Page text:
The costs are about $12,900 per person for children of normal weight who become overweight or obese in adulthood, according to the analysis by researchers at the Duke Global Health Institute and Duke-NUS Graduate Medical School in Singapore and published online Monday in the journal Pediatrics.”

Also yesterday, DTN writer Cheryl Anderson reported (link requires subscription) that, “The implementation of a Food and Drug Administration plan to phase out use of antibiotics in livestock for food production is not expected to have serious financial implications for U.S. livestock producers.

“On Dec. 11, 2013, FDA announced implementation of the plan and asked the animal pharmaceutical industry to withdraw such drugs from production, as stated in its Guidance for Industry No. 213. In addition, FDA is requiring oversight by a veterinarian for use of antibiotics.”

The DTN article added that, “DTN Livestock Analyst John Harrington agreed the production impact of the new requirements will be minimal.”

“‘Using antibiotics for growth promotion is not as widespread as most people think,’ [Ron Phillips, vice president of legislative and public affairs for the Animal Health Institute] said. ‘They are much more widely used for therapeutic treatment, prevention and control.’”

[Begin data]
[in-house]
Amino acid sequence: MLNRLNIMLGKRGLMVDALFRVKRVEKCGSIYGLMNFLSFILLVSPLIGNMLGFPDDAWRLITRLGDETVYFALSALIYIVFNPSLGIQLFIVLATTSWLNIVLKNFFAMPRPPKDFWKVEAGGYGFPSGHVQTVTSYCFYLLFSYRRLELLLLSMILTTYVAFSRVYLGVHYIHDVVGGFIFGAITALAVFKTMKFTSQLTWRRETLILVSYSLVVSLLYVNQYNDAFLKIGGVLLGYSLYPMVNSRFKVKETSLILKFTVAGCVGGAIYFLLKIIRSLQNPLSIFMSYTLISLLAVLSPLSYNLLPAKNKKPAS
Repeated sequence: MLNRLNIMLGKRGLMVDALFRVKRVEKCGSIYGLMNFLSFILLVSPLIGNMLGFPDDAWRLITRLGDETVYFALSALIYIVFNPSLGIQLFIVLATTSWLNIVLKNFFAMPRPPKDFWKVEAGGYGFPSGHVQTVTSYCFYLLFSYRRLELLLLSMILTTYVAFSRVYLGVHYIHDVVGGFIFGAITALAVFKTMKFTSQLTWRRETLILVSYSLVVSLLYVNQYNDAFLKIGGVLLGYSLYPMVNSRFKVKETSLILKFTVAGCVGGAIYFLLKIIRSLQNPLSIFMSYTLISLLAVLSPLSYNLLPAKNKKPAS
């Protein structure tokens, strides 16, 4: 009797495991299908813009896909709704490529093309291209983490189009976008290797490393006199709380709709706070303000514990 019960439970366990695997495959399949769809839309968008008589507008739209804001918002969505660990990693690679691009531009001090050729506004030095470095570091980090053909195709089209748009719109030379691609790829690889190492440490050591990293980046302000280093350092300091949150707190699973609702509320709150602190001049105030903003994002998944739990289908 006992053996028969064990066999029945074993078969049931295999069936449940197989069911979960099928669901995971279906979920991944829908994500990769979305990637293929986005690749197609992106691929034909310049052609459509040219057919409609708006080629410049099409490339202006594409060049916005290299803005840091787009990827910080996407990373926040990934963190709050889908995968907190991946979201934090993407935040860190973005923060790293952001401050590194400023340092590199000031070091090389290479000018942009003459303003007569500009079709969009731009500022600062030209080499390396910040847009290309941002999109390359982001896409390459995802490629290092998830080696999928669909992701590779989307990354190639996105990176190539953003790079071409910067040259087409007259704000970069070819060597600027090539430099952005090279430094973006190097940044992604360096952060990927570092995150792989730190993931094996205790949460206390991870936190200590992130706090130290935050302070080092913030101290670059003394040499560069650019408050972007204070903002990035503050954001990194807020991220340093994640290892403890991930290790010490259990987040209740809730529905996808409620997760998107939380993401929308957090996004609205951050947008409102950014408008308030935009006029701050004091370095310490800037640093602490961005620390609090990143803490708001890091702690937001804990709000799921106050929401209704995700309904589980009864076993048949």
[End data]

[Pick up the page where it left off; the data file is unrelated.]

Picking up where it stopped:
Harrington said the excessive, unnecessary use of antibiotics for humans plays a far bigger role in the creation of dangerous, antibiotic-resistant bacteria. He said Denmark completely banned the feeding of antibiotics to livestock more than 10 years ago, but has not seen any significant reduction in resistant bacteria,” the DTN article said.

Rep. John Conyers Jr. (D., Mich.) and Michael Shank indicated in a column yesterday at Roll Call Online that, “This year, food security is set to suffer another big setback, and the culprit could not be cuter: honeybees. Last winter, America’s beekeeping industry lost nearly half of all its bee colonies. And the numbers keep falling. Last summer, in the largest bee kill on record, more than 50,000 bumblebees were killed in Oregon as a direct result of exposure to an insecticide applied to trees for cosmetic purposes.”

The column added that, “Going forward, saving America’s pollinators must be an immediate priority for us. As Jeff Pettis of the USDA’s Agricultural Research Service Bee Research Laboratory noted in a congressional briefing recently, reducing pesticide use on bee-attractive crops and by homeowners would be a good start.